Letters to the Editor
Surviving your Thanksgiving drive this year, and making it to next Thanksgiving, can be as simple as buckling up. In the last decade, seat belts saved the lives of more than 100,000 people in the United States. Those people are thankful they wore their seat belts. Won't you wear yours?
I would like to have been in the room when Trustee Patrick Fitzgerald, a former U.S. attorney, was telling Timothy Killeen, the University of Illinois' next president, about corruption in the state.
This week, President Obama will pardon two turkeys to promote the turkey industry. Every one of us can exercise that same pardon power by choosing a nonviolent Thanksgiving observance. It's a most fitting way to give thanks for our own life, health and happiness.
It's Thanksgiving time again. Already the ads are coming, countdown to Black Friday. The pressure mounts. I know that pressure. I have two daughters, was once homeless and lived paycheck to paycheck. I wanted to ensure their happiness, when times are tough for so many.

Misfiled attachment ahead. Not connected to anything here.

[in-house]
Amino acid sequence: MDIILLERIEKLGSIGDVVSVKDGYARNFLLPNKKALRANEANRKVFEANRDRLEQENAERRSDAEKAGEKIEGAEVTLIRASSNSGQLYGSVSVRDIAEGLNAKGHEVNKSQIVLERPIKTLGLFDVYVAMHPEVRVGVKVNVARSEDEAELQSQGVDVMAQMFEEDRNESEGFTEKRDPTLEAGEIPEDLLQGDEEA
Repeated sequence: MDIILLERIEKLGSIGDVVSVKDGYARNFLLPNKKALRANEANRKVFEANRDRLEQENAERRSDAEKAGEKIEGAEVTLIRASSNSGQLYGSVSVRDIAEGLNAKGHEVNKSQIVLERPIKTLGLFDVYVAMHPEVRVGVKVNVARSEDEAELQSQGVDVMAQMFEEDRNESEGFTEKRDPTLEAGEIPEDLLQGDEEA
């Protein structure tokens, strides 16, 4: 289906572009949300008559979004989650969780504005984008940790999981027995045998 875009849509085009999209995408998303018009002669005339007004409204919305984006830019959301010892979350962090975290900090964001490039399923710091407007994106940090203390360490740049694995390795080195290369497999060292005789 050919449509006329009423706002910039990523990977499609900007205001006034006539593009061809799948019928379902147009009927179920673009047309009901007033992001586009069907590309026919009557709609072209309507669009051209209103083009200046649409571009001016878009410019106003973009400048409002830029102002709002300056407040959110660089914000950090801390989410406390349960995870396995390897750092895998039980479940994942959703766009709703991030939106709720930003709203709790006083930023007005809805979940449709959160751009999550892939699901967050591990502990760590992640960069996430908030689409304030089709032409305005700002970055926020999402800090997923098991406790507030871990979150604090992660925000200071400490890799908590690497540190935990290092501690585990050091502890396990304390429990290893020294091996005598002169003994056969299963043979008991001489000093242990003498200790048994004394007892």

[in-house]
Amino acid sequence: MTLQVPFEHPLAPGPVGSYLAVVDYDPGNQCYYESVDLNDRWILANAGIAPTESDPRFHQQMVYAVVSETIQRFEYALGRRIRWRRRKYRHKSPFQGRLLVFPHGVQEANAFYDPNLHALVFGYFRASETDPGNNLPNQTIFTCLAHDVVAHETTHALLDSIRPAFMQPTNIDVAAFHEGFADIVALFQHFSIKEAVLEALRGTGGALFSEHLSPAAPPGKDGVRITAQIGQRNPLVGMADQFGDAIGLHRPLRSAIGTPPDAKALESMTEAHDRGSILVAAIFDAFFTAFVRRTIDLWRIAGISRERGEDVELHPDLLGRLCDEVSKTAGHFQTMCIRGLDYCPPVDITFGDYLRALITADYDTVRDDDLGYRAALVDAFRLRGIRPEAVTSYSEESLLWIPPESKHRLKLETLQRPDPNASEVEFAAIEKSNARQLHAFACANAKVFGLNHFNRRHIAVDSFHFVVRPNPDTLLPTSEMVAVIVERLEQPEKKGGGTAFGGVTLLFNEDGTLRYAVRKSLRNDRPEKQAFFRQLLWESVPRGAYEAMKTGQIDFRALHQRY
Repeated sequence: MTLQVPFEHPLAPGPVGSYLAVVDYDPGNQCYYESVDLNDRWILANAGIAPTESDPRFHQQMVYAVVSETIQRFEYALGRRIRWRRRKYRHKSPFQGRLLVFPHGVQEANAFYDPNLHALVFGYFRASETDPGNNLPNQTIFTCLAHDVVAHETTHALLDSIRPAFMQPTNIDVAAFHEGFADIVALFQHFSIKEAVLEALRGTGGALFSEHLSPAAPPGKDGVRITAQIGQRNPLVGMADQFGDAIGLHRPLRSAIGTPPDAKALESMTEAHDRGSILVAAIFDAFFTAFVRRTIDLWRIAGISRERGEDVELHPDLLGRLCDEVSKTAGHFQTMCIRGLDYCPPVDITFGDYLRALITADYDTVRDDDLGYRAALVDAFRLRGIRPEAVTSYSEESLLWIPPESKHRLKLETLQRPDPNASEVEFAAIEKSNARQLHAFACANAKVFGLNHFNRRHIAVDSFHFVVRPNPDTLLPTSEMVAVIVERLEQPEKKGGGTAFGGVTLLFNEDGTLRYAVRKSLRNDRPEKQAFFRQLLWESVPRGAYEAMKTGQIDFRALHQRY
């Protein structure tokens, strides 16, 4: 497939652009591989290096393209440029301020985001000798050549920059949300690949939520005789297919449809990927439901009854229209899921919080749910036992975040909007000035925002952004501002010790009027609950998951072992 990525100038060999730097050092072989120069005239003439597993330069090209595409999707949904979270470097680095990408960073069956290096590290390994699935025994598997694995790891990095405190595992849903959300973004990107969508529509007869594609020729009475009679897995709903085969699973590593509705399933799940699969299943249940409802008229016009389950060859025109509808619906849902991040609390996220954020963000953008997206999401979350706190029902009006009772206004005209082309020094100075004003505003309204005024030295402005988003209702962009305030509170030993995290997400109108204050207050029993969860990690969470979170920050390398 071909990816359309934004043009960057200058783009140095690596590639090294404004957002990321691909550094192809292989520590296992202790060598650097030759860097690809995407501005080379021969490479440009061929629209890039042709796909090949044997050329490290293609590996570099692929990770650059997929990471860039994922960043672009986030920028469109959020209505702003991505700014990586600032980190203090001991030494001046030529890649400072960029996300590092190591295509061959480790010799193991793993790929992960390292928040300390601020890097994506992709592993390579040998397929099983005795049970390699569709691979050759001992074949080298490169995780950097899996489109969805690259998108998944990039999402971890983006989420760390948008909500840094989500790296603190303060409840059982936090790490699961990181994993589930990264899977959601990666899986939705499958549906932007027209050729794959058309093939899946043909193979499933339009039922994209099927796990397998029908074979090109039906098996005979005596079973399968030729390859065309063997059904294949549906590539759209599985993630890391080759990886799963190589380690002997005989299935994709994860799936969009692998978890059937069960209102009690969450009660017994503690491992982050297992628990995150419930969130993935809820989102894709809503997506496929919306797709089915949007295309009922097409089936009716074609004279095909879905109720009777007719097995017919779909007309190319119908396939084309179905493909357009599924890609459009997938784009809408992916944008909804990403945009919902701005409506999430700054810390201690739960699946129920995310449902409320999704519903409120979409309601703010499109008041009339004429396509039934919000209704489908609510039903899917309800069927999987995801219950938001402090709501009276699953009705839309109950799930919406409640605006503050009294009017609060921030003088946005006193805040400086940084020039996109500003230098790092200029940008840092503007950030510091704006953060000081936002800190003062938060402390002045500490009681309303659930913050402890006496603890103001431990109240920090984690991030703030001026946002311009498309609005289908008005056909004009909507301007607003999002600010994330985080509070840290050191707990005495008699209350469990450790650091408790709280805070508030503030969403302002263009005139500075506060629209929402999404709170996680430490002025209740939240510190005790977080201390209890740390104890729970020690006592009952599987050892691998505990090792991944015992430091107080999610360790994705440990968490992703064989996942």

I turn to my faith and focus on what is the true meaning of "thanksgiving."
If people opened their eyes and ears instead of following the crowd, if they looked for the experiences and accomplishments of candidates instead of the mud slung by their opponents, if they had the courage to step out of the political lockstep of family, friends and party and think independently, realizing that they are not lemmings, Obama would not be in office.
Goodness — poor Henry Seiter (Nov. 19 letter), apparently in a GOP bunker over in Urbana, still clinging to the delusion that Saddam Hussein had weapons of mass destruction and that Obama is responsible for the vacuous Kardashians, Custer's last stand, the Confederate defeat at Gettysburg, jock itch. ...
MICHAEL LOYD GRAY
In the Nov. 17 edition of the Chicago Tribune, an article stated that the minimum wage will probably be raised before Bruce Rauner takes the governor's office in January. One of the reasons given: Voters approved of the increase in an advisory referendum on the November ballot. Gov. Pat Quinn says it should be passed because of this.